Published: 27th May 2020
Why every foodie should be excited about Purvi Shah's upcoming vegan recipe book
The book consists of recipes that she had developed during the lockdown. She says the book's online copy will be available for free
Let us give you a piece of life advice. If you're having a long and tiring day and cannot wait to get off work and grab something to eat, do not bother checking out Purvi Shah's Instagram page. I did that and, dear reader, I regretted that decision.
I will tell you why. From gajar ka halwa to rajma curry to pancakes to brownies, she tries out a new dish every day and posts its (tempting) image which looks at you and says 'eat me'. Bad luck, you cannot. By the way, all of these dishes are vegan. This was a shocker for someone who can only picture a bowl of boiled green vegetables when they hear the word 'vegan'.
Purvi's vegan pancake cereals
Now you know that vegan food can be intriguing. But how do you cook it? Purvi has a solution to this. This digital content creator is all set to release a vegan recipe e-book, which will be available online for free. All of the recipes have been developed by Purvi and she tells us that the book is 'getting its final touch'. "I started working on these recipes during the lockdown. Going vegan is undoubtedly the most sustainable way to live on this planet, given the current threats," says Purvi.
Now when it comes to cooking vegan food, one may have a lot of concerns starting from finding the right ingredients. "Unlike what people usually think, vegan dishes are not quite difficult to cook. It is true that some ingredients may not be readily available, but there is always an alternative," she says. "For instance, one can easily make around 700 ml of almond milk with a handful of almonds," she adds. Purvi also tells us that she also makes pista milk and rice milk at home.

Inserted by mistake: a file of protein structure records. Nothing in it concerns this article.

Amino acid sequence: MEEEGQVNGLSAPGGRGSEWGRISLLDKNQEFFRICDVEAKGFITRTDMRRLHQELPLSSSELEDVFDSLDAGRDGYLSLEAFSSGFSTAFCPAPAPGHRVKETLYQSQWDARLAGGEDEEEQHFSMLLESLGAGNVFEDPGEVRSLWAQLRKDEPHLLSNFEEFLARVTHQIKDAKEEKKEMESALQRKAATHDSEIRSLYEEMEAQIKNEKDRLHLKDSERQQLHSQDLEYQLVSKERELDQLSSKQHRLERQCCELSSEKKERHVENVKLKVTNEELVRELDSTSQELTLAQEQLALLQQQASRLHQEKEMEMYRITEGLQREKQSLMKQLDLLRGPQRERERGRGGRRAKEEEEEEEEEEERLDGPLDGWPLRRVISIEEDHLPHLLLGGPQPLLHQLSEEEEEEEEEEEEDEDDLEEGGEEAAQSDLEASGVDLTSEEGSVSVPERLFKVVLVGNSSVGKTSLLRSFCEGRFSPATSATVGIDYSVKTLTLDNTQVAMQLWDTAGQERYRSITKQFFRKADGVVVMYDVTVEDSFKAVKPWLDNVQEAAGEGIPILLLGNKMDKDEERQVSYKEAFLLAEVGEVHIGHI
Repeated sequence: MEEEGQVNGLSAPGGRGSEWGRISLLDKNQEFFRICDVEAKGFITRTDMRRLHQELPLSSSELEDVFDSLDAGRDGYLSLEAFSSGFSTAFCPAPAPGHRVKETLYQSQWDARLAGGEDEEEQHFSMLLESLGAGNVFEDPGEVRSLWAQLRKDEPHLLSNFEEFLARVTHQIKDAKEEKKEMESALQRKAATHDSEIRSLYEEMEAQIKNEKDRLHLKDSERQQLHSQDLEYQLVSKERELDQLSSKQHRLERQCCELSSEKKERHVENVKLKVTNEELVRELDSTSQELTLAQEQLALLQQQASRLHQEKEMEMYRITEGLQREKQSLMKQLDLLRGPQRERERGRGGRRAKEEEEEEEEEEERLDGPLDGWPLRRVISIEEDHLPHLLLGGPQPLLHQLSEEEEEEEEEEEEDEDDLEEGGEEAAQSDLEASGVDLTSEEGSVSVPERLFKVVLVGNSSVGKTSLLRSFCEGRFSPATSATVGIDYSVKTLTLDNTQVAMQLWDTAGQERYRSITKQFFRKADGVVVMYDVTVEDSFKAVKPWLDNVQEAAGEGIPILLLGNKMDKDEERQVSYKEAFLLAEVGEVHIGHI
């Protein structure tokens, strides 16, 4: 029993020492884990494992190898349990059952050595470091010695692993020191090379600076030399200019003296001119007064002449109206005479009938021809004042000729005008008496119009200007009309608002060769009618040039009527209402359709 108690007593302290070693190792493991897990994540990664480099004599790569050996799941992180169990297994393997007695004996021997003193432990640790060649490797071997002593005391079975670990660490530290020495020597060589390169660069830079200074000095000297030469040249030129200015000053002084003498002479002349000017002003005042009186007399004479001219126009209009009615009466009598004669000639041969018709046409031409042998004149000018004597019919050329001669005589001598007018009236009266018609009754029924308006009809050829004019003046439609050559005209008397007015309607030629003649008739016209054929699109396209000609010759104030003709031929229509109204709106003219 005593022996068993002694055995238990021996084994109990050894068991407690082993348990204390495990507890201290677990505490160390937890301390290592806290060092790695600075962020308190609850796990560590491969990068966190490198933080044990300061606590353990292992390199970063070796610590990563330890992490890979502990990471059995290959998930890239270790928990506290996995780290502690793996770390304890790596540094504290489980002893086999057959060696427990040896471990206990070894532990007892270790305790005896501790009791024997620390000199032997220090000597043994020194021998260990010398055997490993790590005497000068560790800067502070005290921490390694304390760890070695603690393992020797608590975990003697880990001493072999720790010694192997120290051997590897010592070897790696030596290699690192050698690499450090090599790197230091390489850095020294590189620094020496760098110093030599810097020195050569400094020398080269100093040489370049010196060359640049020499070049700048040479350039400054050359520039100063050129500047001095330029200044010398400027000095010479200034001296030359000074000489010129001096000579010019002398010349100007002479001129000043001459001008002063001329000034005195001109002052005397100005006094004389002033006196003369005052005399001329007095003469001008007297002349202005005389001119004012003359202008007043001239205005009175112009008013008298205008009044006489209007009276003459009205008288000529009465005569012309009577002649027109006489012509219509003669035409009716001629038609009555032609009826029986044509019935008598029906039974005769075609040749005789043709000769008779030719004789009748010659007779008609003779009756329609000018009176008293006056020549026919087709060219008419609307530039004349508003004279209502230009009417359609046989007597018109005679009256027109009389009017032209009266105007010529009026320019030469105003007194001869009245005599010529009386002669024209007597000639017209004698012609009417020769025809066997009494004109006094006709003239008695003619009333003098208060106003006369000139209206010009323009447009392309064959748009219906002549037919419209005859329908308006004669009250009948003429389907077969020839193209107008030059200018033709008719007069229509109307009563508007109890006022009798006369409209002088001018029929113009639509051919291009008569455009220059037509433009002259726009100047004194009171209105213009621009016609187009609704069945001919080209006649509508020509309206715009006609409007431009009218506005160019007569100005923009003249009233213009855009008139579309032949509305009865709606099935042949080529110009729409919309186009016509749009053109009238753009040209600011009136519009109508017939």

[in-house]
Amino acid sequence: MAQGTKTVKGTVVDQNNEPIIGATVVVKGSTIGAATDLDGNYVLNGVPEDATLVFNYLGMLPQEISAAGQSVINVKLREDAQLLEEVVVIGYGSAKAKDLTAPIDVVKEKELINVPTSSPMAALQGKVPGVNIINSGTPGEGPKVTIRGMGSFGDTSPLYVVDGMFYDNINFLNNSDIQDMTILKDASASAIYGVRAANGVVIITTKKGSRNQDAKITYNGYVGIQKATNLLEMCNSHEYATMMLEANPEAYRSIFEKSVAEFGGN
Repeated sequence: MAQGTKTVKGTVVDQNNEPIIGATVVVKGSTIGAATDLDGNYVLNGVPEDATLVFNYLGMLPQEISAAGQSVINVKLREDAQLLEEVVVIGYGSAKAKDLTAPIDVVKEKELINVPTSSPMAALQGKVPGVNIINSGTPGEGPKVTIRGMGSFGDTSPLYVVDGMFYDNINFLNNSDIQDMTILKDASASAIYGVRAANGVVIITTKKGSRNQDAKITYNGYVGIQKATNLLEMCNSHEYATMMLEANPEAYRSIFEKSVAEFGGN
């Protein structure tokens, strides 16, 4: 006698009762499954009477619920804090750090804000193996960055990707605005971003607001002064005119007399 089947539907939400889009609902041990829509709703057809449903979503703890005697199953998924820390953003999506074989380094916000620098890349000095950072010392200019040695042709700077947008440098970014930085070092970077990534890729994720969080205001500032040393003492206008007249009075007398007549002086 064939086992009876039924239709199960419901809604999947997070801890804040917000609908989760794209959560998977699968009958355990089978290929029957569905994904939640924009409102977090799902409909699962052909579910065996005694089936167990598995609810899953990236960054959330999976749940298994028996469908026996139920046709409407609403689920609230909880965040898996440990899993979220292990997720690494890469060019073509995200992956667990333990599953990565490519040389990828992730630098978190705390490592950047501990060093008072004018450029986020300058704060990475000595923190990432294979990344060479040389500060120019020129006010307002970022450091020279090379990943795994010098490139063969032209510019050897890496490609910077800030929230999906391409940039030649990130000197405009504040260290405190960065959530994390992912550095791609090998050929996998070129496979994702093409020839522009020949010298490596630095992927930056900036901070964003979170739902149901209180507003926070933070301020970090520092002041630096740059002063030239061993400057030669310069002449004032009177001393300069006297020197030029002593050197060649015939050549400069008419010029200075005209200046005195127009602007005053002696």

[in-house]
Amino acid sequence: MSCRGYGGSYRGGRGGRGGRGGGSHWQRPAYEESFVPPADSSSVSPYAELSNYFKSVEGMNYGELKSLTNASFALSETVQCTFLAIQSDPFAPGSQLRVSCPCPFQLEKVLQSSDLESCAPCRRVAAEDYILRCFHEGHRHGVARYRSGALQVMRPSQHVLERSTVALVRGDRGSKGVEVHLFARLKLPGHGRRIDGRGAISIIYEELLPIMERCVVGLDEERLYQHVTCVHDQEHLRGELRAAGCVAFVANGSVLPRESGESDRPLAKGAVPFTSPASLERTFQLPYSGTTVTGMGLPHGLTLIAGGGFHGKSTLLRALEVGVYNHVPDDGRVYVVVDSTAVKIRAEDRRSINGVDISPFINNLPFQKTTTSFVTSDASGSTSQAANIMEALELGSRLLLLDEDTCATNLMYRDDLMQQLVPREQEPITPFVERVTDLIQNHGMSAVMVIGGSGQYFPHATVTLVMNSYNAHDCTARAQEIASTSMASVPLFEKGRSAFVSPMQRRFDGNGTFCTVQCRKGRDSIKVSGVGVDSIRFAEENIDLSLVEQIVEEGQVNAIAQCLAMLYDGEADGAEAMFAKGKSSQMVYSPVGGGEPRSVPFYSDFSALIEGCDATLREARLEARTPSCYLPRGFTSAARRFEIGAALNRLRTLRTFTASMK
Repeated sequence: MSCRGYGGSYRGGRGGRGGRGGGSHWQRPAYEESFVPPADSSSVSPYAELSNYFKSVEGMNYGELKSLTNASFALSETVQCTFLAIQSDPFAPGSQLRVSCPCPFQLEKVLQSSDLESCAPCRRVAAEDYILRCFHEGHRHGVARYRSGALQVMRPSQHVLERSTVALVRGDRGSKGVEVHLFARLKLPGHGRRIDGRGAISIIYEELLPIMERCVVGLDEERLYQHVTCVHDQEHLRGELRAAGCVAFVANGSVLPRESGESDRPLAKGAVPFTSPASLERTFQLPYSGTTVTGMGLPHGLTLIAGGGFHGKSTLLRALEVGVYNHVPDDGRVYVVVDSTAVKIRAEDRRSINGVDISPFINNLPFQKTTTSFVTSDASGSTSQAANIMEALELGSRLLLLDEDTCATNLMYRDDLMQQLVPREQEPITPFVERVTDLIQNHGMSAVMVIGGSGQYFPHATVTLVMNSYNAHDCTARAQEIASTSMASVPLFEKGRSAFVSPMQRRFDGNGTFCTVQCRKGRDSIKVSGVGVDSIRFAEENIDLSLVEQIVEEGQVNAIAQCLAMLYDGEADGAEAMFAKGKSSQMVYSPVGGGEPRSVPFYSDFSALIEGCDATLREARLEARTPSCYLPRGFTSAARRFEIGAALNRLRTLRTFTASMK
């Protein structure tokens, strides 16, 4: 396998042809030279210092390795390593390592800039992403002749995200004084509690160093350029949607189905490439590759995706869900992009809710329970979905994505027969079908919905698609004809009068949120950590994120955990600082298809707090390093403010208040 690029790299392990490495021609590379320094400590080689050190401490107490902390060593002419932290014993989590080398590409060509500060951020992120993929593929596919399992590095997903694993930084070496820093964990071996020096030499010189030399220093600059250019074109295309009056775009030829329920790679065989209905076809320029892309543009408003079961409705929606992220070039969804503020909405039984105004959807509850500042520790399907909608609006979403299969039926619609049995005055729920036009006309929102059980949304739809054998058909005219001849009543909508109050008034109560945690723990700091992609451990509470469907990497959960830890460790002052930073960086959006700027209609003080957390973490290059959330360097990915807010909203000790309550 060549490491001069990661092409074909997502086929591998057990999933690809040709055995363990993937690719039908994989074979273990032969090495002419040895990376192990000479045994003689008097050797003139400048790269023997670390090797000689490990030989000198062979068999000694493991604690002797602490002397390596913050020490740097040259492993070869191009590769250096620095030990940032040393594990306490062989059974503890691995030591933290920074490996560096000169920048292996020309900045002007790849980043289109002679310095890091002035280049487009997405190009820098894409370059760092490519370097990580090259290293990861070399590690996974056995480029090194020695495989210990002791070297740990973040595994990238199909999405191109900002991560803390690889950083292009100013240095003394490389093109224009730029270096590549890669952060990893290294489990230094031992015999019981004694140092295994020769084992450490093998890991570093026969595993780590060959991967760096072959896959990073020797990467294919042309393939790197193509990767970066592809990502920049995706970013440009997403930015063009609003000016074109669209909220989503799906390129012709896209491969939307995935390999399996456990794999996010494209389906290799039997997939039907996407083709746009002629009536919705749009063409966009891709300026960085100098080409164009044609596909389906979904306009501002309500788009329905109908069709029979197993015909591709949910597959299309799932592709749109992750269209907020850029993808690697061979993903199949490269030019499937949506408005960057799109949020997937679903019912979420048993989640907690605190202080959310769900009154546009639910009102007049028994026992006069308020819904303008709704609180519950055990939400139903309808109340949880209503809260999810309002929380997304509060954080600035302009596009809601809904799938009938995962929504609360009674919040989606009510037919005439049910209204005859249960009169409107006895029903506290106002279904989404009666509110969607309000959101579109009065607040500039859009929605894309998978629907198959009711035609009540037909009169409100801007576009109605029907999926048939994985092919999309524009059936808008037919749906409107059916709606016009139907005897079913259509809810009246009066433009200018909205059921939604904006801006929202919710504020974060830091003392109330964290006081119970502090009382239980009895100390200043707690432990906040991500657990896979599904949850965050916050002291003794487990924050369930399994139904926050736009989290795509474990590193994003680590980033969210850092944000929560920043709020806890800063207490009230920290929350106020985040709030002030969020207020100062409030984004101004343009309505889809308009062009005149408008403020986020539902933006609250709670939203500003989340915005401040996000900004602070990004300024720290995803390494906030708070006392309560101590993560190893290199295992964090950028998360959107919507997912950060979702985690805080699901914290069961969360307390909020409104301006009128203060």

Vegan Gajar ka Halwa
So what was it that inspired Purvi to go vegan six years back? She says, "I have been a vegetarian since the beginning. But, then I got to watch videos about how animals are tortured, just to satisfy human needs. This was quite disheartening." At the same time, Purvi says that she never had a relapse. "I stuck to my cause. It was obviously quite difficult, considering we don't have a lot of vegan options in many restaurants. There were instances where I had to explain what veganism is to chefs," she says, adding that Indian food, originally is vegan.
She then goes on to tell us about some gajar ka halwa, that she cooked a couple of days back. "I did not add any milk, ghee or butter in the dessert. Instead, I substituted it with pistachio milk. And let me tell you, it did not taste any different," she says. "I also made my parents taste it. Surprisingly, they couldn't spot the difference too!" she exclaims.